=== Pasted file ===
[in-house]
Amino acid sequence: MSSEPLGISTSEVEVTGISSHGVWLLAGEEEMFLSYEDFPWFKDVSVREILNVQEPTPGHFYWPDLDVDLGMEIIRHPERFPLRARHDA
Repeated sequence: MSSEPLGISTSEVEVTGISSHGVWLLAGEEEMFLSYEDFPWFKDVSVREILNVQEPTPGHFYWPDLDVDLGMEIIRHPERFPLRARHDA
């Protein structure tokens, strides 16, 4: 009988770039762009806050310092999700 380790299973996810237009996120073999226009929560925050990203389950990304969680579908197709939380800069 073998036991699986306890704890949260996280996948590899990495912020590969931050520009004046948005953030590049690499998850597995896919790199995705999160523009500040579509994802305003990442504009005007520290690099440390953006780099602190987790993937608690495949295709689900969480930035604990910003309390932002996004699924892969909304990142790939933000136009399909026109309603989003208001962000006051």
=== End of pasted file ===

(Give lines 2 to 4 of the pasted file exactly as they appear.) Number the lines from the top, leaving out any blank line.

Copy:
Amino acid sequence: MSSEPLGISTSEVEVTGISSHGVWLLAGEEEMFLSYEDFPWFKDVSVREILNVQEPTPGHFYWPDLDVDLGMEIIRHPERFPLRARHDA
Repeated sequence: MSSEPLGISTSEVEVTGISSHGVWLLAGEEEMFLSYEDFPWFKDVSVREILNVQEPTPGHFYWPDLDVDLGMEIIRHPERFPLRARHDA
């Protein structure tokens, strides 16, 4: 009988770039762009806050310092999700 380790299973996810237009996120073999226009929560925050990203389950990304969680579908197709939380800069 073998036991699986306890704890949260996280996948590899990495912020590969931050520009004046948005953030590049690499998850597995896919790199995705999160523009500040579509994802305003990442504009005007520290690099440390953006780099602190987790993937608690495949295709689900969480930035604990910003309390932002996004699924892969909304990142790939933000136009399909026109309603989003208001962000006051």